SPDR ETF Capital Markets Group & SPDR ETF Strategy and Research Team
Understanding ETFs’ creation/redemption process gives investors insight into additional liquidity they can access.
Bid-ask spreads are determined by the bid-ask spread of the underlying securities, the liquidity of those securities, execution costs and market risk.
When trading in the secondary market, investors should consider market and limit orders; for large notional orders or block orders, engaging with institutional trading desks can provide additional liquidity support.
Creation/Redemption Process — The Primary Market
Becoming familiar with the ETF creation/redemption process is key to understanding the true extent of an ETF’s overall liquidity and achieving more efficient execution from a wider selections of funds. The creation and redemption process for ETFs takes place in the primary market and is facilitated by authorized participants (APs). APs are US-registered, self-clearing broker dealers who regulate the supply of ETF shares in the secondary market.
Creation is the process by which APs introduce additional shares to the secondary market. During this process, APs deliver the underlying securities to the fund sponsor in return for ETF shares. For redemptions, APs deliver ETF shares to the fund sponsor in return for the underlying securities. These transactions are executed in large increments known as unit sizes, which vary from 10,000 to 600,000 shares.
The ability to introduce additional shares into the marketplace on a daily basis demonstrates precisely why ETF trading volume is not an all-encompassing measure of the fund’s overall liquidity. In order to understand the full liquidity of an ETF, investors must also consider the liquidity of its underlying securities.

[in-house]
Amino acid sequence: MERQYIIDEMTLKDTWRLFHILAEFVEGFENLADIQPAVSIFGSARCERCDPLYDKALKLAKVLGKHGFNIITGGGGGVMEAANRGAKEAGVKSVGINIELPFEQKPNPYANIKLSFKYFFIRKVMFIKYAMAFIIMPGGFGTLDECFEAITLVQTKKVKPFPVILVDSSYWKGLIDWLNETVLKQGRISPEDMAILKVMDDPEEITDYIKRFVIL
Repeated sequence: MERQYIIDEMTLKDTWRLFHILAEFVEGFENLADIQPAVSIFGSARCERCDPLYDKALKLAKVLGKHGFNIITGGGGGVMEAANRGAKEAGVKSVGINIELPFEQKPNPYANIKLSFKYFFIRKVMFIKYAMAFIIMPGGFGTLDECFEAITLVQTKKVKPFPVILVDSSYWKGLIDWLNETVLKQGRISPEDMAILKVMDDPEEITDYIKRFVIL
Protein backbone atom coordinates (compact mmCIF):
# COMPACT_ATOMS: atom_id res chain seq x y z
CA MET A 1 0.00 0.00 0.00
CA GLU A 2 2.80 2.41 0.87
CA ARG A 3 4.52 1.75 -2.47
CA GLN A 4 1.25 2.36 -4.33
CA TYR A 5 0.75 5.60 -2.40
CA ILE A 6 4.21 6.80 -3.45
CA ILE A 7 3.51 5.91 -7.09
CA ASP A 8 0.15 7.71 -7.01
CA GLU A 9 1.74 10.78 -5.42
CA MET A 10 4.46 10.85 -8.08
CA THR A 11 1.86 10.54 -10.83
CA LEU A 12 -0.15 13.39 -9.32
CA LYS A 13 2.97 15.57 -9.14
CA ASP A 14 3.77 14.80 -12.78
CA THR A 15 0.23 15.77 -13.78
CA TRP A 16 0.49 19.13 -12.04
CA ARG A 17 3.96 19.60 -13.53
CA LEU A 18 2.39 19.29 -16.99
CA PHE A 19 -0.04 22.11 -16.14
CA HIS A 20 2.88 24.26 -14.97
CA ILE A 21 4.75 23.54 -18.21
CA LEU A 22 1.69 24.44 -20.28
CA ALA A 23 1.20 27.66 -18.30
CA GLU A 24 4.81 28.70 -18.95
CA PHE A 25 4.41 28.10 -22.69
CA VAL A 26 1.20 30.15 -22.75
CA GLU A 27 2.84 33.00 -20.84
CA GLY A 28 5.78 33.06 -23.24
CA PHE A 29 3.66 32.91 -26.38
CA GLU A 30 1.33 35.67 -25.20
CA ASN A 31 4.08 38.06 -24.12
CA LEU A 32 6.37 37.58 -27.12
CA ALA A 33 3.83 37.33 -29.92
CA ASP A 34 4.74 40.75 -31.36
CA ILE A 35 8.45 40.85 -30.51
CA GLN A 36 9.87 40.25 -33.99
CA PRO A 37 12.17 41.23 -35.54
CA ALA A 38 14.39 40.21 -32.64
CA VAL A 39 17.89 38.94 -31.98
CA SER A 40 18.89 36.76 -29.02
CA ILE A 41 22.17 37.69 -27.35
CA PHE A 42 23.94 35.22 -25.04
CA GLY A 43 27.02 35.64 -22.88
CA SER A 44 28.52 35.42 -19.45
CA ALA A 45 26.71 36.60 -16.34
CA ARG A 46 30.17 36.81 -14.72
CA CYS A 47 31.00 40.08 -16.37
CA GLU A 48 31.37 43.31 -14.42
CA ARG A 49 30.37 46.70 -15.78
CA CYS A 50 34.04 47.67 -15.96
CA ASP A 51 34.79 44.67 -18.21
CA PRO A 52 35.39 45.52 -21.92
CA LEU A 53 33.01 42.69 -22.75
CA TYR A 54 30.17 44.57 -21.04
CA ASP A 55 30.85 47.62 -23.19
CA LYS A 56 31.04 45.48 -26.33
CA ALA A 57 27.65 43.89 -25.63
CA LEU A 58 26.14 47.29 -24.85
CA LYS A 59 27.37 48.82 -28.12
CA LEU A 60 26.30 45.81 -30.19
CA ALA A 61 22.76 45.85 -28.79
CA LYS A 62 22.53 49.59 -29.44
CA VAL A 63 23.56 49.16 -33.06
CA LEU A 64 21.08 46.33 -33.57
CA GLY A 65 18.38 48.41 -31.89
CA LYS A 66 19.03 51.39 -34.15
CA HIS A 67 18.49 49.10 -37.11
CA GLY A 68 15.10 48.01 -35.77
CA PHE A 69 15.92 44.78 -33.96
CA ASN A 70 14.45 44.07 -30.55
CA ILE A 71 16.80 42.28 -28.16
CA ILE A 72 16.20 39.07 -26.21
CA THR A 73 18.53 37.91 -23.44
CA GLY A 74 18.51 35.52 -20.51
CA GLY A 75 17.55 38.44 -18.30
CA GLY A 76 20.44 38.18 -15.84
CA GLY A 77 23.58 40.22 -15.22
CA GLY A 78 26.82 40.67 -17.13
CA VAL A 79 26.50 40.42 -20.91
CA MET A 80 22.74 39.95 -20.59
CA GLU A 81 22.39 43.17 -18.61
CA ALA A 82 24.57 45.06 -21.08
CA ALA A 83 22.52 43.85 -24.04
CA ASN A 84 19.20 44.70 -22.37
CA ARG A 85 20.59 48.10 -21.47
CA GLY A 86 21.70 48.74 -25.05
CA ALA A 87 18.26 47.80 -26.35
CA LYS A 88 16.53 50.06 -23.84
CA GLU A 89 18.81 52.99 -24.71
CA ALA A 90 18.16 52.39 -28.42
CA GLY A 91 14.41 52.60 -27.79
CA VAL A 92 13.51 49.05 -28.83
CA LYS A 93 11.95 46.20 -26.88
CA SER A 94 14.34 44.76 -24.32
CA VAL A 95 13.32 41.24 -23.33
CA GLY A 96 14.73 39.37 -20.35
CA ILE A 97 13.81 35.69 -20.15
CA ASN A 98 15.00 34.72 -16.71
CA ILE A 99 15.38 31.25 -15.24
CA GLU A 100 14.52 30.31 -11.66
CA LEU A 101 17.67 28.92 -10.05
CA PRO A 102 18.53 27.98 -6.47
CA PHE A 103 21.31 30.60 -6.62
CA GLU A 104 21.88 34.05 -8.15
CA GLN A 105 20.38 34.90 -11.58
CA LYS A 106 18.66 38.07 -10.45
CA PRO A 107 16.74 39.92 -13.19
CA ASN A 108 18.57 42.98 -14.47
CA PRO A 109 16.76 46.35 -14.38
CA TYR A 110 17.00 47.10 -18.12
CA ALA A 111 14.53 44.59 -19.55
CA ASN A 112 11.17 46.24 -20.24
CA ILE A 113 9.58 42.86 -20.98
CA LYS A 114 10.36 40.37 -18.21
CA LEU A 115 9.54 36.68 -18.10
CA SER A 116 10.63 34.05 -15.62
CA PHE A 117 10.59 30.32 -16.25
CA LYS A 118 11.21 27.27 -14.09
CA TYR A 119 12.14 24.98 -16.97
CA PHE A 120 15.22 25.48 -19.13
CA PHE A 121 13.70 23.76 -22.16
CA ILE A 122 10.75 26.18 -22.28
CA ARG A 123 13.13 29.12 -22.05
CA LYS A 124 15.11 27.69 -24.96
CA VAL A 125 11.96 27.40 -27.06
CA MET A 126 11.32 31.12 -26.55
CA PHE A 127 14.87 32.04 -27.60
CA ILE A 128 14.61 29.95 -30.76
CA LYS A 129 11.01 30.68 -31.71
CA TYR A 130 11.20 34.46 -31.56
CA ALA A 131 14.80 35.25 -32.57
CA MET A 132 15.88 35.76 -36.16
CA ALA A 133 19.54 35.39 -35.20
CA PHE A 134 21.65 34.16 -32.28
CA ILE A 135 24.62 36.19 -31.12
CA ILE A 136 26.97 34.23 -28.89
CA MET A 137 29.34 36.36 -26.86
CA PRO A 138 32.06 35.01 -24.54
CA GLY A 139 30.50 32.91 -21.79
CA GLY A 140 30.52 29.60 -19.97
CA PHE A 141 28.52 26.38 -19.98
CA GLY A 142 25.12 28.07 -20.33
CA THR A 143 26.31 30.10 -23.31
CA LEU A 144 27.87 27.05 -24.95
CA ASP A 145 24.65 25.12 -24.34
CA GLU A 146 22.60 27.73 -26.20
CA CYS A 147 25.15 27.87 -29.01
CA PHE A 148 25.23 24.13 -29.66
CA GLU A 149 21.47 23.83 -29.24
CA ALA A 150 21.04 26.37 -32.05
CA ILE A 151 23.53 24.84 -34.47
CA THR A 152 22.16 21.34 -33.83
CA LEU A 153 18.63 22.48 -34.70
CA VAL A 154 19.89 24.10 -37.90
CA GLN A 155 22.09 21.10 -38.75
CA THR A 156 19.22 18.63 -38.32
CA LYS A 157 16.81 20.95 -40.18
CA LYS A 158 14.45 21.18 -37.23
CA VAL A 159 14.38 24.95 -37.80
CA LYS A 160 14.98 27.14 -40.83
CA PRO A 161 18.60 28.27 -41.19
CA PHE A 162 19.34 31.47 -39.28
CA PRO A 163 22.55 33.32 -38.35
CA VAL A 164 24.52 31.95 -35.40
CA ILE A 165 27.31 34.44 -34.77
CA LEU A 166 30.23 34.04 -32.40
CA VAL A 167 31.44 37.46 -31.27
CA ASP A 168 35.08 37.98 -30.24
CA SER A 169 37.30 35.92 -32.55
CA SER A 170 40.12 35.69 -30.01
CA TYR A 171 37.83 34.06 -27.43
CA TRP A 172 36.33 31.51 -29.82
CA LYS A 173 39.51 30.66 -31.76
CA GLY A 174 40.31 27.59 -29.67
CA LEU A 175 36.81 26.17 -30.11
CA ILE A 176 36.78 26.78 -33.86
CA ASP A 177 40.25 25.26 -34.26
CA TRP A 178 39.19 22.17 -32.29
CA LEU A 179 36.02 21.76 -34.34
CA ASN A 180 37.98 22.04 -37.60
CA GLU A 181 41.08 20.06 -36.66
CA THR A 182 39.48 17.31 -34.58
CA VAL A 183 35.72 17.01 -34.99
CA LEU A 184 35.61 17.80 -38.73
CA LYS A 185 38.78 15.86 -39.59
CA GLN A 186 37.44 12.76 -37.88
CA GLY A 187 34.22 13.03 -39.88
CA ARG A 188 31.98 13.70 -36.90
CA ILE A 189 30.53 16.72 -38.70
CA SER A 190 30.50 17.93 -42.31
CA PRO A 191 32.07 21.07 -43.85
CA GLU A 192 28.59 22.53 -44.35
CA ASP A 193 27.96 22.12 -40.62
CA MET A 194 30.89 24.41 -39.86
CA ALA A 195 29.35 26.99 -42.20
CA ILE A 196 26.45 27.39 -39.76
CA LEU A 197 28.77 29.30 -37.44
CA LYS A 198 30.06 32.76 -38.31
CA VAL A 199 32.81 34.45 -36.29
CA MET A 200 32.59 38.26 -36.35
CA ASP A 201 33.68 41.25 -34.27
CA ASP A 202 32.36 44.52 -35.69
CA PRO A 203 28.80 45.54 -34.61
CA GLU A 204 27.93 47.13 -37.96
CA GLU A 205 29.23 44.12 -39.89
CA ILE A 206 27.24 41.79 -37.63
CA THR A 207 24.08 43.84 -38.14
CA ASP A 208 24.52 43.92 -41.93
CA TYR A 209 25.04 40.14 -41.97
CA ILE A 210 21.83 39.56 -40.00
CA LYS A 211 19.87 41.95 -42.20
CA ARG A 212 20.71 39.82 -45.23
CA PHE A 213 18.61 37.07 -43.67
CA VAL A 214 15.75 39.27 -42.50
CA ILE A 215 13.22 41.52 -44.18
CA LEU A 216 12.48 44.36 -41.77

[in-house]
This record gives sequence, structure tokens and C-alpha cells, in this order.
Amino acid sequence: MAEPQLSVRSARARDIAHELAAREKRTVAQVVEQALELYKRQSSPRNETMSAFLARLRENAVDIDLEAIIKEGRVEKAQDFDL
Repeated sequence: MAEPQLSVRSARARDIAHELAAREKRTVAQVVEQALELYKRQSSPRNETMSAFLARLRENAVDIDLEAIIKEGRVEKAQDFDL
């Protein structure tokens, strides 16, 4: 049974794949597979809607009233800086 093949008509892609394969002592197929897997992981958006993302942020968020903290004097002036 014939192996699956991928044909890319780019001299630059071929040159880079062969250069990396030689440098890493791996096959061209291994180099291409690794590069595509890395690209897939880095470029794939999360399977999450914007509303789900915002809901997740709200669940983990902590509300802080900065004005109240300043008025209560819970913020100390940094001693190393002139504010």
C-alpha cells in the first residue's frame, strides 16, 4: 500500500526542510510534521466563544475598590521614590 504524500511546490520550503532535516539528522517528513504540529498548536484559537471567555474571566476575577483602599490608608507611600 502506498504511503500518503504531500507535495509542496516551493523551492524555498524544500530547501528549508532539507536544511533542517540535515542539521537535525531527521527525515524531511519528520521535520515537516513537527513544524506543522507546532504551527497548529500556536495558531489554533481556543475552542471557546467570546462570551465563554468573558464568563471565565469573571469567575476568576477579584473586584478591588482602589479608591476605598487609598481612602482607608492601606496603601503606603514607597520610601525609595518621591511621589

Why Does an AP Create or Redeem ETF Shares?
There are a number of reasons why an AP creates or redeems ETF shares, including: arbitrage, inventory management, customer facilitation, and create to lend. The two reasons that are the most applicable to investors are customer facilitation and arbitrage.
Customer Facilitation APs have the ability to create or redeem ETF shares for clients in order to access additional liquidity beyond the secondary market. For example, if a pension fund is interested in acquiring $50 million of ETF XYZ, they may consider working with an AP to facilitate a creation. Additional details can be found in Section 3: Buying and Selling an ETF.
Arbitrage APs can create or redeem ETF shares in order to take advantage of potential arbitrage opportunities in the market. For example, if shares of ETF XYZ are trading at $55.00 in the secondary market and the value of the underlying securities is $54.95 per share, there is an inherent arbitrage opportunity. In order to realize this opportunity, the AP would sell ETF shares at $55 and hedge their position by buying the corresponding underlying basket of securities for $54.95, thus locking in the $0.05 profit. The AP can deliver the underlying securities to the fund sponsor in return for ETF shares in order to flatten out their short position in the ETF. This hypothetical example results in a $0.05 profit for the AP. The key takeaway for investors is that this process keeps the ETF market price in line with the value of its underlying securities due to the consistent arbitrage opportunity for APs and institutional trading desks.